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There is no difference between commercial and residential work when it comes to this particular clause. In fact, I first learned to request the same language in contracts when I worked on larger commercial projects for the firms I worked for in Boston and NYC. Then when I opened my own practice I notice that it is pretty standard in smaller projects as well. I would not call this a deal killer if the owner refuses to put it in the contract because, as I said, a court will hold the owner responsible for gross negligence or willful misconduct (that is the legal standard) and the insurers know this so the insurers simply refuse to pay the claim if that is what it is based upon -- and, as I said -- it is extremely rare that something happens due to the gross negligence or willful misconduct of any party to the contract, including the owner.

--

MARY

Customer: replied 11 months ago.

Thank you for coming out and saying you don't think it should be a deal killer. I appreciate you stating that clearly as well as the law on gross negligence.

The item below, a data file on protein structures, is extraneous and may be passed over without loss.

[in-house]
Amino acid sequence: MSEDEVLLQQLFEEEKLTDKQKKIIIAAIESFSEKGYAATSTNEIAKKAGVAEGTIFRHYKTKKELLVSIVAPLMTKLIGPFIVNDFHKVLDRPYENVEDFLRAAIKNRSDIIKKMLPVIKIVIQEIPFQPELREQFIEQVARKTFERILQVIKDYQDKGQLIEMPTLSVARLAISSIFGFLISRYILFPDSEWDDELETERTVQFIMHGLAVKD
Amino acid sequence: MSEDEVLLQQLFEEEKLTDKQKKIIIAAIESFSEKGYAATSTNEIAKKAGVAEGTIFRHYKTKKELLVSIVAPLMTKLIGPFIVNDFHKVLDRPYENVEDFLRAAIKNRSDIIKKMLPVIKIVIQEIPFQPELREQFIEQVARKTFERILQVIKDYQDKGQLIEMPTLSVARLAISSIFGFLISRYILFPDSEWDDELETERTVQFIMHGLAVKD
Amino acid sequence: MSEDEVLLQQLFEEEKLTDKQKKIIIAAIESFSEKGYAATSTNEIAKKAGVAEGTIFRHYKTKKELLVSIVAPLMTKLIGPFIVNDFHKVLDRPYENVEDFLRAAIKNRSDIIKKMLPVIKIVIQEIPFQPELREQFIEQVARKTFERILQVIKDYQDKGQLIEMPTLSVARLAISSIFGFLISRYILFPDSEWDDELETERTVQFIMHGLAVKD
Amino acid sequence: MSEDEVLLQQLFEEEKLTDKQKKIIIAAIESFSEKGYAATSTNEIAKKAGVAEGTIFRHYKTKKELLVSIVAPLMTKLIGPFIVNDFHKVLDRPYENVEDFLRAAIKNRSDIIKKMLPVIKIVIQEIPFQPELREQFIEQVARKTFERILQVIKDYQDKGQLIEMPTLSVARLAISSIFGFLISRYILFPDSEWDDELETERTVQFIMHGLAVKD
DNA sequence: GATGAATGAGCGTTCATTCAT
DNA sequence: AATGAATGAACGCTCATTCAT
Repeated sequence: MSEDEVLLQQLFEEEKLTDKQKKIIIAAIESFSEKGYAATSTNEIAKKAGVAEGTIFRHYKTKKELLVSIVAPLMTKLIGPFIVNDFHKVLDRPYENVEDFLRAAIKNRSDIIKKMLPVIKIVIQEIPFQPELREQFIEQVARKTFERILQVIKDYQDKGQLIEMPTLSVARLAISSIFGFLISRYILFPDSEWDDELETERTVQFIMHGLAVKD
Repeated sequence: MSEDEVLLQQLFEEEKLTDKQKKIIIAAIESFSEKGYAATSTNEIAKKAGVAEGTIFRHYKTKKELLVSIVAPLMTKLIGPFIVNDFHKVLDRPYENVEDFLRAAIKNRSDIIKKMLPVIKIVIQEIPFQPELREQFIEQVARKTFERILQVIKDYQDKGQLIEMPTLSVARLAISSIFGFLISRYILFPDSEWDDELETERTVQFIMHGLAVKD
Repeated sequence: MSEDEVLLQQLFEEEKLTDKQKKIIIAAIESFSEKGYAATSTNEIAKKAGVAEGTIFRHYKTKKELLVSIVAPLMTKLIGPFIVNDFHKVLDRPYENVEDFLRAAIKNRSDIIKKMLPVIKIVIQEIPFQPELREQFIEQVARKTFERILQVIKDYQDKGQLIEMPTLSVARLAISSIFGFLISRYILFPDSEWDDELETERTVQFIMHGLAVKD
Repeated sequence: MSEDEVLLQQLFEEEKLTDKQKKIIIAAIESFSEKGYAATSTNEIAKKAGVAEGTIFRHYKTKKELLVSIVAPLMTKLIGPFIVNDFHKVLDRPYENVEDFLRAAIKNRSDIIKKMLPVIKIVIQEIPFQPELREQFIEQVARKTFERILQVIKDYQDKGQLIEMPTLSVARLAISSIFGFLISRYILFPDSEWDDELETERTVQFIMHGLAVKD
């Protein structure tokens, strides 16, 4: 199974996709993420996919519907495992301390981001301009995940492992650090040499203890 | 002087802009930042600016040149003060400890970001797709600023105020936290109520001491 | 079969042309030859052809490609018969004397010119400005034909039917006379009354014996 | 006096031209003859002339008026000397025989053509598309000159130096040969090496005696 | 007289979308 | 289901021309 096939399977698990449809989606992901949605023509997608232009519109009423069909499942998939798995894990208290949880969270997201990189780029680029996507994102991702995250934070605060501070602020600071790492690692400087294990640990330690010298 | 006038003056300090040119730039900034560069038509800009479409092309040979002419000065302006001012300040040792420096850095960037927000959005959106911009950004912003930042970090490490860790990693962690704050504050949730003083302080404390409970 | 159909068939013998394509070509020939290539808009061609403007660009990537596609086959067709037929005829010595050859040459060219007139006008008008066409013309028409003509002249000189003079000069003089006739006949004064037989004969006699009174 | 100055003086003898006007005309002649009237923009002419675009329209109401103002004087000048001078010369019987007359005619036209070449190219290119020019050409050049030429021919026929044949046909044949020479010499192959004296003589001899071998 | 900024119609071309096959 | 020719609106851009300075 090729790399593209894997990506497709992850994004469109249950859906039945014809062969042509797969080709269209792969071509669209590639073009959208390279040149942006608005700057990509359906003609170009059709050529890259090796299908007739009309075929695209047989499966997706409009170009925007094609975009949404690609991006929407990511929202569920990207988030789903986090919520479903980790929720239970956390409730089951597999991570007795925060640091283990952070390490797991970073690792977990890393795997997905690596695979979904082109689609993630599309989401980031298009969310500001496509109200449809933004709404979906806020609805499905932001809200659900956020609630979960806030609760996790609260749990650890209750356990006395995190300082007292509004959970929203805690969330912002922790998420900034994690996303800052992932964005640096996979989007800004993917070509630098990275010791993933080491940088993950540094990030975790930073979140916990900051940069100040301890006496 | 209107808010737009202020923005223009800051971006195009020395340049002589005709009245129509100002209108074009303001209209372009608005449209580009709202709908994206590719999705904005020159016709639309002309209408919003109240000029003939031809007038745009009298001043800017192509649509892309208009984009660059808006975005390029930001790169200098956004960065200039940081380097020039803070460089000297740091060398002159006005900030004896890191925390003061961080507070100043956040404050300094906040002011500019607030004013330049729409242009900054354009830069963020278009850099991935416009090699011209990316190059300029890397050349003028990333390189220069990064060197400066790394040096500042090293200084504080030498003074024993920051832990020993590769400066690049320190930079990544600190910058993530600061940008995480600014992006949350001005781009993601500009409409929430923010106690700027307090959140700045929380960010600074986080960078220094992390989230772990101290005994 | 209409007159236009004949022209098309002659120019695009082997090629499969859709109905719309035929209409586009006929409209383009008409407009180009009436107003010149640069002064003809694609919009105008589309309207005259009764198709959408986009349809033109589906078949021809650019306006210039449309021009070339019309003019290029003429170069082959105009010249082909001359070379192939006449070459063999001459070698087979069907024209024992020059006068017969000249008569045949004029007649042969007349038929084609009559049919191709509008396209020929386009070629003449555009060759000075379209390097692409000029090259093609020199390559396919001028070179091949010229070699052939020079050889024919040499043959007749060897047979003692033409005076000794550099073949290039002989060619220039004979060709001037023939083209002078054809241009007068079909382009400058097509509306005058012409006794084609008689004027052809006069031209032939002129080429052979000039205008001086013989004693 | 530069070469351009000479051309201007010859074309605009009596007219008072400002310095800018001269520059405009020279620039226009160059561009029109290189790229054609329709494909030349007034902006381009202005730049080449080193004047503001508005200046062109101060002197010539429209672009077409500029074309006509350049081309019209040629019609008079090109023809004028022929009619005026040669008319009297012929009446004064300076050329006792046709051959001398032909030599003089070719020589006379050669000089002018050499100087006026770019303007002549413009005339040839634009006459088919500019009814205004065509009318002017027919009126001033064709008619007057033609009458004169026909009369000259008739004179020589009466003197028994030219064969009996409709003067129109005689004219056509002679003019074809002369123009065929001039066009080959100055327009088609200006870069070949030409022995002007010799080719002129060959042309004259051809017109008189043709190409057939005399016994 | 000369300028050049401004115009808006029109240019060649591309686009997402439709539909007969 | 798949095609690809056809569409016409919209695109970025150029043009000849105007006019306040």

You have been great. Thank you, Wendy

Expert:  Legalease replied 11 months ago.

No problem. If you have not done so already, I would appreciate it if you would press a positive rating below so I will be paid for my time assisting you today. THANK YOU

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MARY

Legalease, Attorney
Category: Business Law
Satisfied Customers: 14529
Experience: 14 years experience corps, LLC's and partnerships; preparation, negotiation of complex contracts and business agreements